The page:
This section provides an overview for lifter pins as well as their applications and principles. Also, please take a look at the list of 9 lifter pin manufacturers and their company rankings.
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A lifter pin is one of the components of a "lifter" that raises or lowers a product or material. They are used in combination with a spring to raise or lower a workpiece.
The lifter pin is installed in the hole where it is housed together with the spring and the screw plug that serves as its fixing base, and the lifter pin raises and lowers the workpiece on the other hand.
Therefore, the diameter of the hole in which the lifter pin and spring are housed must be designed in consideration of deflection and rattling.
Lifter pins are used in factory automation production lines to position products and components as they flow by, and when processing is complete, the pin is released and naturally lifted to the next process.
Lifter pins are also used in press machining to smooth the level surface of the workpiece surface during pressing, and when the press is released, they are lifted by spring force to contribute to the removal of the finished product.
In addition, lifter pins are used to secure substrates in place in semiconductor manufacturing equipment and to move them after processing.
There are many variations of lifter pins for different applications, but the following is an example of the specifications of the most orthodox types.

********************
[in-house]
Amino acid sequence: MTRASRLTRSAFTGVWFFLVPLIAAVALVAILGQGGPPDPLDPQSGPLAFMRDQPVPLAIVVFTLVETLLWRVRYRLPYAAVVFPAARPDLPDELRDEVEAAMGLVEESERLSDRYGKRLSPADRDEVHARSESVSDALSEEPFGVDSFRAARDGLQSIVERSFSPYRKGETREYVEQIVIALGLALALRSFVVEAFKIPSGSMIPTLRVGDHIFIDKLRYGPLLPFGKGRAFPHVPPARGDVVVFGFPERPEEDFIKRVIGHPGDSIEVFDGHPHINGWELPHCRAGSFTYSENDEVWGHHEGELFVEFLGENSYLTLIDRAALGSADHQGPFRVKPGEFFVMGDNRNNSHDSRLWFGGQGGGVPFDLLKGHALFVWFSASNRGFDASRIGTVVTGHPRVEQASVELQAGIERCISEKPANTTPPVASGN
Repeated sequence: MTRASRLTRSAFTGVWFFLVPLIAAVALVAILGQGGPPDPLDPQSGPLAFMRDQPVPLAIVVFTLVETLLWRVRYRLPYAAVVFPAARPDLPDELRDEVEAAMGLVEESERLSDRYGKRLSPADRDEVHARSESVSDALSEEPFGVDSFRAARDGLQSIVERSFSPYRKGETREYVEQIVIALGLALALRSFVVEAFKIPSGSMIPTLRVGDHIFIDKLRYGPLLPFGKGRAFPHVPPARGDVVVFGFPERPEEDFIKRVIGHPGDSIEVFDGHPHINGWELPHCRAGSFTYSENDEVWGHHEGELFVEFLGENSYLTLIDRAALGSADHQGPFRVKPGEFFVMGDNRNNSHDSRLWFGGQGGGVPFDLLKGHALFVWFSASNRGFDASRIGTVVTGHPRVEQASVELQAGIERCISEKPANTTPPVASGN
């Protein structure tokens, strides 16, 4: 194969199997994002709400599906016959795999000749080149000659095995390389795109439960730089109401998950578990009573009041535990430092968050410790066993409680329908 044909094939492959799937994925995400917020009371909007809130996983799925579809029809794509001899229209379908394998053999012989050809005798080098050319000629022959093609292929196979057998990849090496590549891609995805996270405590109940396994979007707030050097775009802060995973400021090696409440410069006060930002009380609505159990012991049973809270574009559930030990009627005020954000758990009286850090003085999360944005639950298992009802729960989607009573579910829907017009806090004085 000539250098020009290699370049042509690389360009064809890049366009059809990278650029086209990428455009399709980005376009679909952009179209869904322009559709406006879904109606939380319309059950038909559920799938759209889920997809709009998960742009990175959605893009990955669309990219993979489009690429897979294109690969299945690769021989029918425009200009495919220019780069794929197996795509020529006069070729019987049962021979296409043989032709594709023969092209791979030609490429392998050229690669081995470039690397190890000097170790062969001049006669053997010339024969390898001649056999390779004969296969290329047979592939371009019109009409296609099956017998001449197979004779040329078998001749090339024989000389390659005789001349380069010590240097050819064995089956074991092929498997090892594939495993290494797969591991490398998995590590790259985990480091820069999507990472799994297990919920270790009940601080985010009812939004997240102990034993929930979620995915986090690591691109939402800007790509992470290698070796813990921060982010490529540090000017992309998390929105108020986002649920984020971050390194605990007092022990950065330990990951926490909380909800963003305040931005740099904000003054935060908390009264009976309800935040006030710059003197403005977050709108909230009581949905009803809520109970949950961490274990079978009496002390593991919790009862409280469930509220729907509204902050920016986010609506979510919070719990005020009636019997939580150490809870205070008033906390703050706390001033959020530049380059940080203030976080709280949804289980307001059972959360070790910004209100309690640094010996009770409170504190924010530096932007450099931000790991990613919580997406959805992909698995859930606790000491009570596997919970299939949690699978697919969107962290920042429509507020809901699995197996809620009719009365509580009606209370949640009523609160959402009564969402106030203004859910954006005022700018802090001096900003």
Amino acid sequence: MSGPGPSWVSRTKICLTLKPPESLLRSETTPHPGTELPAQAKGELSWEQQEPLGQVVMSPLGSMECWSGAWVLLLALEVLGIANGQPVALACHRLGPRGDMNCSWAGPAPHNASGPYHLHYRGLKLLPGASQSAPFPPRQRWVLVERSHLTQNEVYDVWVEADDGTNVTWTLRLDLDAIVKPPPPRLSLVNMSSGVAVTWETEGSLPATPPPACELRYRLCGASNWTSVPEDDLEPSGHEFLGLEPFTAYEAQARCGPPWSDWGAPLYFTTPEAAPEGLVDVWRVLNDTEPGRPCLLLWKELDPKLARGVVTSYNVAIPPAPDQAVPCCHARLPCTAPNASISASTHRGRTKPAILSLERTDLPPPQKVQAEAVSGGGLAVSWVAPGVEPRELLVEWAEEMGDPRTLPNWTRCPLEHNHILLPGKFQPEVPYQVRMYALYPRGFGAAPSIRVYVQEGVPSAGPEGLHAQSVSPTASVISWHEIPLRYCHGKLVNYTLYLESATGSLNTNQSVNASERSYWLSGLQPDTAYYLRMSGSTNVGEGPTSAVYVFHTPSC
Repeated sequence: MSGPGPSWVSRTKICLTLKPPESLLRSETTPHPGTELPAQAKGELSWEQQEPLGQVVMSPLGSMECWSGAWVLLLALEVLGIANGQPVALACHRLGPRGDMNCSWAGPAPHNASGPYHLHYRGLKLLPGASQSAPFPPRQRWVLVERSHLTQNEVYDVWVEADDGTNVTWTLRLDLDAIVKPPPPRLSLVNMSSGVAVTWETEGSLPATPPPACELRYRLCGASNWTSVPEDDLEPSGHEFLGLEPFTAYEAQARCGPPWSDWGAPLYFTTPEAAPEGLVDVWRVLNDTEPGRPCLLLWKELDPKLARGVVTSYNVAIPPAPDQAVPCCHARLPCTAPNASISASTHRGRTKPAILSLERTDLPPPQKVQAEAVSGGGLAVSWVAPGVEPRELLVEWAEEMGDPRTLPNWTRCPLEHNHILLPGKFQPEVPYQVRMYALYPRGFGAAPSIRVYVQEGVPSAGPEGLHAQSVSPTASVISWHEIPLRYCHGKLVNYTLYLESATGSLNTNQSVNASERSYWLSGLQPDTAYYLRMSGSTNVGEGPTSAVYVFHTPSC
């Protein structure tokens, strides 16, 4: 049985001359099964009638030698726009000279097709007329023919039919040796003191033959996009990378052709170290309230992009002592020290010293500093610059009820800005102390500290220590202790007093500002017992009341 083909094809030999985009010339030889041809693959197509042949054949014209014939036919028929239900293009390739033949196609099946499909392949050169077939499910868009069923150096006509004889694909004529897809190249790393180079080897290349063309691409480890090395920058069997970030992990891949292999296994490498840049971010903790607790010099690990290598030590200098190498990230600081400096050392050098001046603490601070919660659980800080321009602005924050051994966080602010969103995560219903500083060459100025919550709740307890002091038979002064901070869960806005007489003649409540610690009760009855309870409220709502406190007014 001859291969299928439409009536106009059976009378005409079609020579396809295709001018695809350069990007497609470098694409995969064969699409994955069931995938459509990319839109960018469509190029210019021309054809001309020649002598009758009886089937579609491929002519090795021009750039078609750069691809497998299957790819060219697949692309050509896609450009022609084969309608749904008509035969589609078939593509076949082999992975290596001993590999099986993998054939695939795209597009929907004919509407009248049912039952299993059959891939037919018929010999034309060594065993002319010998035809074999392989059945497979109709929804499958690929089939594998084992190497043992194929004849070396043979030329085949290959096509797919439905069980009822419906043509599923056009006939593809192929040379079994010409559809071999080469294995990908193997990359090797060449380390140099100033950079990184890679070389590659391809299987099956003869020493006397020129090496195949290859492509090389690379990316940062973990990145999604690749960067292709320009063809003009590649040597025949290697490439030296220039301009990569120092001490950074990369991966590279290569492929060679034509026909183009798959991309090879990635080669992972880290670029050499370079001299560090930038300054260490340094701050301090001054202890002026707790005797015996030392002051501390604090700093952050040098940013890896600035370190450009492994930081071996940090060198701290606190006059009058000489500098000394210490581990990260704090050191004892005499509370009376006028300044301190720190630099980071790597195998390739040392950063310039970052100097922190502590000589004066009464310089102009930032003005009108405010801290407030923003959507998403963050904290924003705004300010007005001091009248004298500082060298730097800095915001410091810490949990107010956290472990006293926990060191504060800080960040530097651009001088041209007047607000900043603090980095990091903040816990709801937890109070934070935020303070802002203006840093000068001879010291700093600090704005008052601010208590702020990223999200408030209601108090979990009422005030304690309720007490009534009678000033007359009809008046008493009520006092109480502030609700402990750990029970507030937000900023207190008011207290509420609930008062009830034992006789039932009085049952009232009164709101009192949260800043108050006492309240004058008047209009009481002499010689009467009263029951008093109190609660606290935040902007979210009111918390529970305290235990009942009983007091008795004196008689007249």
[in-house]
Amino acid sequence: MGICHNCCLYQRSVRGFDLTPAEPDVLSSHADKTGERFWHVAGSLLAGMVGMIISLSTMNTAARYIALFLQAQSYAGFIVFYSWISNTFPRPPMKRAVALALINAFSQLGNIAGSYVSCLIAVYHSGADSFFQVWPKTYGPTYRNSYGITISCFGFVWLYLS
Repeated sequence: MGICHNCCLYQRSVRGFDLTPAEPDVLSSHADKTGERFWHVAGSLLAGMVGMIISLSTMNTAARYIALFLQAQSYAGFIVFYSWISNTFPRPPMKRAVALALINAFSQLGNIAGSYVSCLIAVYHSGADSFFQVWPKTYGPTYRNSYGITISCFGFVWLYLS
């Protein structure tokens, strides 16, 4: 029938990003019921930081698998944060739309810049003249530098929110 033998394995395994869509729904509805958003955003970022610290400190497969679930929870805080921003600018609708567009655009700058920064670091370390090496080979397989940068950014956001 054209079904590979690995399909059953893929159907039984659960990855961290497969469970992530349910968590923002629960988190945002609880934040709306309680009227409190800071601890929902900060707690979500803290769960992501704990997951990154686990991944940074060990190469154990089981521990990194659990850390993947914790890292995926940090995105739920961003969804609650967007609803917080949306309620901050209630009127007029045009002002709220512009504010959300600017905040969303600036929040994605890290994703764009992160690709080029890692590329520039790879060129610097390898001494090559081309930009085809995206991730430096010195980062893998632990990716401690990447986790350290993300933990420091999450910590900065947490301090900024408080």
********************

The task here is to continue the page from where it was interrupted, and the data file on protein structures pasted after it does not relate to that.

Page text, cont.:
An example of a standard type lifter pins specification is 10 mm in length with a shaft diameter of 2 mm (flange shaft diameter 3 mm) and a tip radius of 0.3 mm. The material is SK4, the screw is M4 x P0.7 h4, the tolerance is 0/-0.05 mm, and the hardness is 53 to 58 HRC (the flange part is annealed to 45 HRC or less).
In addition, lifter pins are available in square or block shapes (two pins) in addition to the standard cylindrical shape, and are also manufactured with a tip shape other than flat.
In addition, lifter pins are available with spring holes, pilot relief holes, air holes, magnets, etc. One type of lifter pin is the "guide lifter," which "kills two birds with one stone" by serving as a lifter and also fixing materials (thin plates) with its guide portion.
There are lifter pins that have a relief hole to prevent the pilot (used for positioning in thin plate processing) from pushing down the workpiece in the opposite direction.
*Including some distributors, etc.
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